Hot dog vendor allowed back at Westborn Mall

DEARBORN — Sometimes what appears to be a simple business decision turns out not to be that simple at all — especially if you’re unaware of how it impacts others in a community like Dearborn.

That’s exactly what Westborn Mall owner Tom Petzold learned after he asked Anna Ford, owner of the hot dog cart in the shopping center’s parking lot, to leave. Then he heard and read a wide array of comments from loyal Westborn shoppers on blogs, Facebook and other media.

“This has really opened my eyes,” said Petzold, whose family has managed Westborn Mall for more than 40 years. “I never intended to break the good will we have been striving for many decades to build in this community.”

Realizing that his decision was affecting shoppers and tenants including Red Olive, the new restaurant that took the most criticism, Petzold decided he had to act.

He called Red Olive owner Pete Goulas to talk about a possible solution. Both their companies had made investments to bring the family restaurant to Dearborn.

To satisfy the shopping center’s customers who missed Ford’s hot dog cart, Petzold then called Ford with his idea. He knew her to be an astute business woman from their temporary rent free agreement set up two years earlier when the hot dog cart first came to the shopping center’s parking lot.

“I asked Anna if she’d be willing to bring the hot dog cart back to the parking lot and pay a nominal rent that Westborn Mall would donate to local charities that she designated,” Petzold said.

Ford, a lifelong Dearborn resident, readily agreed and designated both the Dearborn Historical Museum and the Dearborn Animal Shelter as recipients.

“This is a very fair agreement that benefits everyone involved,” said Ford, who had declined comments to the media about the situation. “We’re all in business together to serve this community. I know my customers will be especially glad to help these two deserving and well respected non-profits in Dearborn.”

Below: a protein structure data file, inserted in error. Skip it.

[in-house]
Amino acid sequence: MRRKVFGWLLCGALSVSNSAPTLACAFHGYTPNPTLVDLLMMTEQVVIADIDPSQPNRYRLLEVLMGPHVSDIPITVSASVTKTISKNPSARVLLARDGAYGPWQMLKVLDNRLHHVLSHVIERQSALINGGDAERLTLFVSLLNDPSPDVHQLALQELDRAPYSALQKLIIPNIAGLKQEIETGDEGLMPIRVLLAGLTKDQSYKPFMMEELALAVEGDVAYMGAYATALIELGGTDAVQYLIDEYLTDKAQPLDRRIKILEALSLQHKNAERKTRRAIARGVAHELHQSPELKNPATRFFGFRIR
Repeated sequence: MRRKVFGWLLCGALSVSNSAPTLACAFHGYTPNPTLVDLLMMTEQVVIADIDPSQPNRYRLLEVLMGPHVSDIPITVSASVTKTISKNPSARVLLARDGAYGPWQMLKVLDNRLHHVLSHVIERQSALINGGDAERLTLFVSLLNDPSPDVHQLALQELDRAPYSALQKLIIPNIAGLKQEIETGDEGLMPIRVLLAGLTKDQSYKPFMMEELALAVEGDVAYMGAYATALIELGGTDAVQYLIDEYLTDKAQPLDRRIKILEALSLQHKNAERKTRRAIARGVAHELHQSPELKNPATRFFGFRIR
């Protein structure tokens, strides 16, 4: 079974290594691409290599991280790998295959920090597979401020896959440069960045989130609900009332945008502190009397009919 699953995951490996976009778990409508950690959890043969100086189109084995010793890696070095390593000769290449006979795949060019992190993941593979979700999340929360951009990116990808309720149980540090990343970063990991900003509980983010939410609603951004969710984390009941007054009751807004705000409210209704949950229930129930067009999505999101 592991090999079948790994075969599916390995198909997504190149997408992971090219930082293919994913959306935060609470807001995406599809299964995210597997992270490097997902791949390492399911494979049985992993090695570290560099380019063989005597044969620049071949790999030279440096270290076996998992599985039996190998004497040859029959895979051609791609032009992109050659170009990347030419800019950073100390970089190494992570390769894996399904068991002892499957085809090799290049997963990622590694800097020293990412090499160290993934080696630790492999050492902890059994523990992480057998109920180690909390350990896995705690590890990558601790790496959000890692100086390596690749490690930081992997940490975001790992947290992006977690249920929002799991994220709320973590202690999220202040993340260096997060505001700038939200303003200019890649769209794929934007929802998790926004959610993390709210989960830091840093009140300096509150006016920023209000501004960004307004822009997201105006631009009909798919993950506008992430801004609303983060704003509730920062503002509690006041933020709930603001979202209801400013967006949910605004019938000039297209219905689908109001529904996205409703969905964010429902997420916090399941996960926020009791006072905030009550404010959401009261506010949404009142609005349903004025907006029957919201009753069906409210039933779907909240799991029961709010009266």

Recently, Petzold and Ford met with Goulas to talk about their recent experience and to build good will for the long term.

Petzold acknowledged he learned a lot from shoppers’ reactions and said, “My dad always taught me to think long term, not short term, which is why the average life of tenants in our commercial properties is 25 years.”

Petzold said one reason he enjoys his business is that through ongoing reinvestment in the properties, it creates job opportunities in Michigan. With the recent addition of Red Olive and its next door neighbor, Sun Nail salon, Westborn Mall is fully leased.

Goulas shared that his Dearborn restaurant employs nearly 30 people, 90 percent of whom live in Dearborn. A native of Greece, Goulas has lived in Michigan for 30 years — working in the restaurant business and opening his first Red Olive in Livonia six years ago.

When asked why Red Olive chose Westborn Mall, Goulas said he had been a long-time customer of the local Staples and always liked that there was an enclosed mall to keep shoppers warm during the winter.

Petzold shared that his company had been seeking, in response to customer input, a family restaurant for the shopping center since 1994.

“After I visited their restaurants, met their staff and saw how much they enjoyed working for Red Olive, I knew they were the right fit,” Petzold said.

Ford’s hot dog cart is back in the Westborn Mall parking lot with signage that let customers know how their loyalty is helping to benefit two non-profits.

Petzold, Goulas and Ford agree that they’ve created a win for each of their businesses and a home run for the Dearborn community.

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